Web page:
UK accused of ‘putting all decency aside’ over poisoning

UK secret services possibly involved in Salisbury attack - Russian foreign minister

Russian foreign minister Sergey Lavrov: he said there were other possible explanations for the poisoning Photograph: AP Photo

Russian foreign minister Sergey Lavrov: he said there were other possible explanations for the poisoning Photograph: AP Photo

 

Russia’s foreign minister has accused the UK of “putting all decency aside” over its claims that Moscow is to blame for the poisoning of former spy Sergei Skripal and his daughter.

Sergey Lavrov appeared to suggested on Monday that UK secret services may have been involved in the March 4th attack in Salisbury, which he said may have been “beneficial” to the British government to distract attention from Brexit.

Mr Lavrov said it was “outrageous” that Britain had failed to provide consular access to Yulia Skripal (33) since it emerged that her condition was improving.

His comments came as the Russian embassy in London issued a series of what it termed “questions without answer” about the Skripal case – including whether the UK had ever produced the Novichok nerve agent believed to have been used in the Salisbury poisoning.

Britain has said that Russian state involvement is the only plausible explanation for the attack, and has led a worldwide reaction involving the expulsion of more than 100 diplomats.

On Monday Russia announced it was expelling a diplomat from Montenegro, and Mr Lavrov accused Western countries of “playing children’s games”, according to reports from Russian news agency Tass.

“Today our Western partners, and I first of all refer to the Great Britain, the United States and some other countries, which are blindly guided by them, put all of their decency aside and resort to bold lies and fake news,” said Mr Lavrov.

“Our responses to all of this are calm and weighted as we keep insisting that all accusations and allegations must be backed with the facts.”

Motive

Insisting that Moscow “could not have a possible motive” to attack Mr Skripal – who he said was “pardoned” at the time of a spy swap with the West – Mr Lavrov said there were other possible explanations for the poisoning.

“Experts say this may be rather advantageous for Britain’s special services, which are known for their ability to act with a licence to kill,” he said. “This can be also beneficial to the British government which found itself in an inconvenient situation after failing to fulfil its promises to voters on Brexit’s conditions.”

According to Tass, Russia’s top diplomat said: “I want to reiterate that Russia has no relation to the Skripals’ poisoning, but we are very interested – probably more than anyone else – in establishing the truth about our citizens’ fate.”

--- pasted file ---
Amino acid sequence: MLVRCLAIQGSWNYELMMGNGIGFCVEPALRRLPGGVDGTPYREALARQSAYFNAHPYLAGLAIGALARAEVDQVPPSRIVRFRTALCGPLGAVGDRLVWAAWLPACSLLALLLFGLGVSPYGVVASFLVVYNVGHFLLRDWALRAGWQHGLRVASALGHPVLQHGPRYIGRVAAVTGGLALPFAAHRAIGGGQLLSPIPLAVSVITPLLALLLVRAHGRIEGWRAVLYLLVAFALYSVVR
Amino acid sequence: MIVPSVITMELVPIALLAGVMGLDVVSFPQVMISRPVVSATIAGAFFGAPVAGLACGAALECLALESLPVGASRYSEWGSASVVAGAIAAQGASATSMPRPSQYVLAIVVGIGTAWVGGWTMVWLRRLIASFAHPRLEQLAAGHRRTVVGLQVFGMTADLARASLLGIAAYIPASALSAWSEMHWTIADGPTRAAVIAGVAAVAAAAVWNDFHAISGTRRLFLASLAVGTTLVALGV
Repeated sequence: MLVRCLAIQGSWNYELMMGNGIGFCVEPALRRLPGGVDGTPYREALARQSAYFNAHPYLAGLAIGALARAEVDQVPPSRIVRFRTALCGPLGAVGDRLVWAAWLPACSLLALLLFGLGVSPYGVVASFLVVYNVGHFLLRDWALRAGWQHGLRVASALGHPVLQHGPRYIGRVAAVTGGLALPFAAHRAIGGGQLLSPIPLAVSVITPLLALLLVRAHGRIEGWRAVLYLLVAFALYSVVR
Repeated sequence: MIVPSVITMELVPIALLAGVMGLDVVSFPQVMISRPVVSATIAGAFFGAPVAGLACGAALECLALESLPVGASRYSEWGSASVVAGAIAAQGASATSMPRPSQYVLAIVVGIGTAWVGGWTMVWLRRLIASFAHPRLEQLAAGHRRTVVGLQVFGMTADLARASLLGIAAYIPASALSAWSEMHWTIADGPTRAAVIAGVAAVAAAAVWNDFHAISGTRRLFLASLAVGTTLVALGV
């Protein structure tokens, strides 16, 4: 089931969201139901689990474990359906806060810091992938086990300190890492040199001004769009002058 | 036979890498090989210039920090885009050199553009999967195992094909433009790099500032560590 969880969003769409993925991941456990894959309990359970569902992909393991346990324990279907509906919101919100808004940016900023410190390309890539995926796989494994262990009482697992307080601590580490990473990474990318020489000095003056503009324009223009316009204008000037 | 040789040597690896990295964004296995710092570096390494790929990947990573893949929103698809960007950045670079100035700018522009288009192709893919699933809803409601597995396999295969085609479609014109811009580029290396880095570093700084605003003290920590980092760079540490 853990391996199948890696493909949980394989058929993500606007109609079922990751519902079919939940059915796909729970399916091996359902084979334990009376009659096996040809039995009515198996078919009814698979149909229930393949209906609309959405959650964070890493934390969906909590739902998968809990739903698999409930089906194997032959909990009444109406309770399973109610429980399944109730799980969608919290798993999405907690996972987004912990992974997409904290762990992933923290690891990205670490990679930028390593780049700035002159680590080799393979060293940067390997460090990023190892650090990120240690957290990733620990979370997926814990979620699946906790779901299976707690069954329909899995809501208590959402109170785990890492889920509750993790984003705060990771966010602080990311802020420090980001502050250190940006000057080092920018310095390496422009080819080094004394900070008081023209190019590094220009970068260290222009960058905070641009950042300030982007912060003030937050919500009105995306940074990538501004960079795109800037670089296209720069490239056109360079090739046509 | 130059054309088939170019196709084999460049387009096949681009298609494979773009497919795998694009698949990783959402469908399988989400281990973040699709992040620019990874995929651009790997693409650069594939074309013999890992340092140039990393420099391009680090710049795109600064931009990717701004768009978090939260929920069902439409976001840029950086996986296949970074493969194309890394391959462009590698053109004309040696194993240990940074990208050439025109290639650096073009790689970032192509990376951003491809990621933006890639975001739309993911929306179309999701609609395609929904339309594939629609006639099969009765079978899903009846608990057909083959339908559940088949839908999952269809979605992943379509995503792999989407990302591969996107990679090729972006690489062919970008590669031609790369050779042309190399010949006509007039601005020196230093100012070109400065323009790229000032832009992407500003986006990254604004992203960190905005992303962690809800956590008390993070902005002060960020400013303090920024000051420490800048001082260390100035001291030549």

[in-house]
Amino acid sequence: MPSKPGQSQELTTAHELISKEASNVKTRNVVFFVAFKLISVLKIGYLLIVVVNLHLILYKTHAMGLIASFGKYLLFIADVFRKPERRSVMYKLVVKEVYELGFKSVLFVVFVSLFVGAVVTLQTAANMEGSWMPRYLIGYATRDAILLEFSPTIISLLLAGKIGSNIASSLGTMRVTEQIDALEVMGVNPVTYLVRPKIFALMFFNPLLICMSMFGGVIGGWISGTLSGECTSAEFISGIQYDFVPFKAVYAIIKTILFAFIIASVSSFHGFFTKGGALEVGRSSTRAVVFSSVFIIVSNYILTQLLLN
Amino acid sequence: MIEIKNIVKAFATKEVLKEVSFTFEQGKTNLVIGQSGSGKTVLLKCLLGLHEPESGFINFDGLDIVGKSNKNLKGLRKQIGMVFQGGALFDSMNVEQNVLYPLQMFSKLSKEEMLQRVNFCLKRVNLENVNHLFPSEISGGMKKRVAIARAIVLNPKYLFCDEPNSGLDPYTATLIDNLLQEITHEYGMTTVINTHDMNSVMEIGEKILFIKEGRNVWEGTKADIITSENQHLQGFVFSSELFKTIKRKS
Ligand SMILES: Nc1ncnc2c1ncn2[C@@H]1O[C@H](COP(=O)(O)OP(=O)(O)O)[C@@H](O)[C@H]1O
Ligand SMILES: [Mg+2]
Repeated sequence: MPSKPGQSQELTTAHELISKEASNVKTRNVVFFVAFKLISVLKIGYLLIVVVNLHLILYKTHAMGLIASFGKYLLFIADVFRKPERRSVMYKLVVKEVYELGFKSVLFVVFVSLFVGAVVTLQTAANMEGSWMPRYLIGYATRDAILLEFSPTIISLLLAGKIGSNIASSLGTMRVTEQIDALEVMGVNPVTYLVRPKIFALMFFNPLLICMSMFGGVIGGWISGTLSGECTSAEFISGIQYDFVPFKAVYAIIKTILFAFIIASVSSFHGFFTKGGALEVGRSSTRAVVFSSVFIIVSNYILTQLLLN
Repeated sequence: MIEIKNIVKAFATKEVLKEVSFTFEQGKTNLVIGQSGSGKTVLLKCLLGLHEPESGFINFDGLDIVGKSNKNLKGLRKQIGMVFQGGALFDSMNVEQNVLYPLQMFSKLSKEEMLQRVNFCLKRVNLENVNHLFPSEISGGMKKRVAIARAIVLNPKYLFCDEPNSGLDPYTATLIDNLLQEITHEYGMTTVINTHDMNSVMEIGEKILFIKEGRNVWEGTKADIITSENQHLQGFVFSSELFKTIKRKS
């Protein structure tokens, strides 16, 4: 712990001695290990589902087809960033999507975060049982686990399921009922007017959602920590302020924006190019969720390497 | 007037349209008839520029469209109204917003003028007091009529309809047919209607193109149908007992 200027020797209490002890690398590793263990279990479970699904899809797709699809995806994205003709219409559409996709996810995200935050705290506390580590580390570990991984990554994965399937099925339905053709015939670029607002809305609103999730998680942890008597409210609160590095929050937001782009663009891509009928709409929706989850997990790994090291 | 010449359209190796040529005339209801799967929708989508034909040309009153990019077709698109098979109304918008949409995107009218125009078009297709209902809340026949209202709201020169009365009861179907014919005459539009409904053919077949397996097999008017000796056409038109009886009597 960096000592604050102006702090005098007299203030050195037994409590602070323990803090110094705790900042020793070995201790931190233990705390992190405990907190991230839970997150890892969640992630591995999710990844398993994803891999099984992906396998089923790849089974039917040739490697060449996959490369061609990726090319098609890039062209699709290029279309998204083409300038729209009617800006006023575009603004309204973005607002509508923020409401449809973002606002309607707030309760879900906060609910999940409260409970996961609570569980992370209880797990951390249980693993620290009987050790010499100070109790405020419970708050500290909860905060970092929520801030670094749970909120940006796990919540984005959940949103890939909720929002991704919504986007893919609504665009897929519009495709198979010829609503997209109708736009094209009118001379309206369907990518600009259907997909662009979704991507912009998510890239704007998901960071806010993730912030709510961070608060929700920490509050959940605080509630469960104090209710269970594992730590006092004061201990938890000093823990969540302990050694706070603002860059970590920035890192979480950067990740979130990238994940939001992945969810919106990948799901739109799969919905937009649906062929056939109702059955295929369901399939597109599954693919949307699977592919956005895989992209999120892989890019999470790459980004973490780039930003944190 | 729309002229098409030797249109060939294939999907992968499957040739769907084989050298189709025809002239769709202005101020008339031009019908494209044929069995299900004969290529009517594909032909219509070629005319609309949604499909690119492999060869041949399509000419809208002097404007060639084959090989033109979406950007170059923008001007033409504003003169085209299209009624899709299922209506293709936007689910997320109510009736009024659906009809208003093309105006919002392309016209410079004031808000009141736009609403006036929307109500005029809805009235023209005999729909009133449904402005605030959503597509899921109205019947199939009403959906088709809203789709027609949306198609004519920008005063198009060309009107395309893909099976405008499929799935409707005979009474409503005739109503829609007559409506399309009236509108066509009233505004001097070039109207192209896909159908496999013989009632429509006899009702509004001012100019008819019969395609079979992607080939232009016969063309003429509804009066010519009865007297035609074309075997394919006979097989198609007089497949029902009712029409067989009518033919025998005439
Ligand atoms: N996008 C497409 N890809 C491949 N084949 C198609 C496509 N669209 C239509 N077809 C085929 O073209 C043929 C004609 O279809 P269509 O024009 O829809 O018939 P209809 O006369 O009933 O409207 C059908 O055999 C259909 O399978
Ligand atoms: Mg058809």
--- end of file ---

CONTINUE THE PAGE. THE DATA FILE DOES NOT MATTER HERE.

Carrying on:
Mr Lavrov said he hoped that Mr Skripal would recover in the same way as his daughter, adding: “I consider this is outrageous that so far our multiple requests demanding access to our citizens have been rejected or have remained unanswered.”

In a string of questions on Twitter, the Russian embassy asked: “Has the substance identified by British representatives as ‘Novichok’ or analogous substances been researched, developed or produced in the UK?”

Britain has previously dismissed a series of Russian comments about the possible explanation for the poisoning as efforts to distract attention from Moscow’s own failure to explain its part in the events.

Executive council

Meanwhile, Russia’s envoy to the Organisation for the Prohibition of Chemical Weapons suggested that Moscow would launch a new initiative in the Skripal case at an extraordinary meeting of its executive council on Wednesday.

Britain has granted the OPCW access to samples of the substance used to poison the Skripals, which UK experts have identified as Novichok, a nerve agent believed to have been developed by Russia.

On Monday Moscow sent a series of questions to the international organisation, including what data and material the UK had provided, what procedures were followed, where the samples are being analysed and when the OPCW will come forward with conclusions.

Russia’s permanent representative to the OPCW, Alexander Shulgin, told Rossiiskaya Gazeta newspaper: “We plan to come out with one more initiative at the extraordinary session.

“I’d prefer not to disclose it now, but you can take it from me that it will be a good initiative, which will give rise to no unfavourable criticism. It fits perfectly well into the framework of the Chemical Weapons Convention, and is geared to resolve the problem by civilized means.”

A spokesman for Russian president Vladimir Putin said that Moscow was ready to take further retaliation measures against the UK if its trade mission in Britain was shut down.

Following reports that the mission was slated for closure, Dmitry Peskov said: “Moscow is thoroughly analysing every unfriendly step taken against the Russian Federation, and each such unfriendly step eventually gets a response, which has a respective formulation. “That is why let’s not run ahead, Moscow will not leave such steps unanswered.”

White House

Meanwhile, according to Russia, US president Donald Trump invited Mr Putin to the White House when they spoke by telephone last month, but the two countries have not started any preparations for such a visit.

Mr Trump and Mr Putin had a telephone conversation on March 20th in which Mr Trump congratulated Mr Putin on winning the Russian presidential election two days earlier. The White House and the Kremlin said at the time the two presidents discussed meeting in person.

Mr Trump specifically invited Mr Putin to the White House during the call, Putin aide Yuri Ushakov told Russian news agencies on Monday.